New Changes to Overtime Rules for Ontario Employees

Bill 66, Restoring Ontario’s Competitiveness Act, received Royal Assent on April 3, 2019, and the new legislation introduces some changes to Ontario’s Employment Standards Act, 2000.  Most notable are the changes that Bill 66 has in respect to overtime.

The 60 Hour Rule:  Previously, employees were not permitted to work more than 60 hours per week.  However, Bill 66 has eliminated the cap on the amount of overtime hours that an employee can legally work in a week.   Employees and their employers can now agree to a work schedule including any number of hours in a week, and this without requiring the approval of the Director of Employment Standards.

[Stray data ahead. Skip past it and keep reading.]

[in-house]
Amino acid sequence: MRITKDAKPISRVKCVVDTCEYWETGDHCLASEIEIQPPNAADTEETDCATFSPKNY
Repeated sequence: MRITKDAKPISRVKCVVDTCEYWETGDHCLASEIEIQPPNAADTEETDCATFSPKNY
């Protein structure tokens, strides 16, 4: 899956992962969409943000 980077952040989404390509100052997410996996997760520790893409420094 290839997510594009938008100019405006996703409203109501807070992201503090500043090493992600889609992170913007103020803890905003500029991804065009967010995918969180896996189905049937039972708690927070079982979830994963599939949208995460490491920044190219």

Overtime Averaging:  Bill 66 allows employers to enter into contractual agreements with their employees that allows the employer to pay overtime hours not based on actual overtime hours work by an employee in any given week, but based on the average of overtime hours worked over a specific period.  These agreements can be established without prior approval from the Director of Employment Standards.  They must, however, be in writing, include a specific start and end date, and have a fixed term of no more than 2 years. Cédric Lamarche is an employment lawyer at Singh Lamarche LLP.  He advises both employers and employees with respect to all matters of employment law.  If you have any questions regarding overtime or any other employment matter, Cédric can be reached at cedric@singhlamarche.com.